Support for more dash cams continues to grow

TERRE HAUTE, Ind. (WTHI) – Many questions still surround what lead to the fatal shots between an officer and a Missouri teen, and finding an answer may be difficult.

Police video of the altercation does not exist.

You may be surprised at just how many officers across the country and right here in the Wabash Valley do not have dash cams.

In the front of Lieutenant Brian Dehart’s patrol car sits a small digital camera lens that picks up video and sound.

“It doesn’t record until the emergency lights come on or until an officer activates it,” said Dehart with the Vigo County Sheriff’s Office.

The dash cam is a tool that he feels lucky to have.

“It’s our word against theirs, so with a camera it documents everything. Our statements are recorded and their statements are recorded,” said Dehart.

It’s a common misconception that all officers have the cameras, in reality Dehart is one of three out of thirty deputies.

The cameras are given to the officers who work during peak volume call times.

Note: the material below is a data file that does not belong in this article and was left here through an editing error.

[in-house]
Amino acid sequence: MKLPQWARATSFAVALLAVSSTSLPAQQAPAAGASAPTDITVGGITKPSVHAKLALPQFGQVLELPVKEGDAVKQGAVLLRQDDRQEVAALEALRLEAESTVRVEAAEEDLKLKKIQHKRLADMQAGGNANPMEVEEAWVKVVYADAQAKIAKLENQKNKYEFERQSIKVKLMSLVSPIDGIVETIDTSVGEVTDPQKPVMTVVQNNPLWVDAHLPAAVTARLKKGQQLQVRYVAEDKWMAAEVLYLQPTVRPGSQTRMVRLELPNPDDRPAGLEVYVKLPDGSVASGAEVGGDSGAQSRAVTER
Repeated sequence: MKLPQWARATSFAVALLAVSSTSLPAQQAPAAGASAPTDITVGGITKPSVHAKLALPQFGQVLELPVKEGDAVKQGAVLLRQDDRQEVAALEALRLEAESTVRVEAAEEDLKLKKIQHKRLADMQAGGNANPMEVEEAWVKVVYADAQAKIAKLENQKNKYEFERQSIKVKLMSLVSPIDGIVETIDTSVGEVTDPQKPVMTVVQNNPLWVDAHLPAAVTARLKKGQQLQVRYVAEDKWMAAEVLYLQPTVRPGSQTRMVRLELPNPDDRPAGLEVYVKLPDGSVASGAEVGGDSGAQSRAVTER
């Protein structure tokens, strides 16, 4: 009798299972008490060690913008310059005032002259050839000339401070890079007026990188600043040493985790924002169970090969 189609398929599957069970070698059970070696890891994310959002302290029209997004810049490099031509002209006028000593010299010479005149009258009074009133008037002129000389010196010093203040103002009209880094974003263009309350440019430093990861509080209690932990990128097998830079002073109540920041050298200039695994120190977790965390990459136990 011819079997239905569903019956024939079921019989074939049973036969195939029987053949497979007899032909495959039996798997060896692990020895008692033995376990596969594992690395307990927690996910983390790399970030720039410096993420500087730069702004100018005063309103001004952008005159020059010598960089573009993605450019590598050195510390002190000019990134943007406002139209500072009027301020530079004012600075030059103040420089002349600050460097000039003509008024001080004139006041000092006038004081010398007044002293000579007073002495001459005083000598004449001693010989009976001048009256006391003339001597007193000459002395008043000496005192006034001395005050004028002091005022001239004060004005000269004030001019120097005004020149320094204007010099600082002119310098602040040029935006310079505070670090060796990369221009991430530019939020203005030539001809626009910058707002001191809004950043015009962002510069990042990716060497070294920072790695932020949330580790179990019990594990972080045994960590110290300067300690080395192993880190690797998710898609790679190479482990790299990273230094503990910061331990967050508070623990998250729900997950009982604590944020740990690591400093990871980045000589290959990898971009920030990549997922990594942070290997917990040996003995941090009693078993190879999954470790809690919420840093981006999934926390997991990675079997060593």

“It’s a great deal of money and we are on limited budgets. We have to prioritize. Just recently the law changed where governments have to buy bulletproof vests for their officers,” said Sheriff Clark Cottom, with the Vigo County Sheriff’s Office.

The high price tag of nearly $5,000 is also the reason Indiana State Police can only have a few, still officer’s hope for more.

“If the department had dash cams in every single car there would be less court traffic. There would be fewer complaints because in the state of Indiana if you do make a false claim and it’s unfounded that could turn into criminal for the accuser,” said Ty Lightle, Senior Trooper with Indiana State Police

It’s a tiny camera with a big payoff.

“The camera protects the citizens of Indiana also, in case an officer does do something wrong,” said Lightle.

In the wake of the shooting in Ferguson support for more dash cams continues to grow.

“A lot of times a national event can change how law enforcement does business. Look at September 11th and some of the changes that were made after that, so I could see changes coming out of the events that are occurring in Missouri,” said Cottom.

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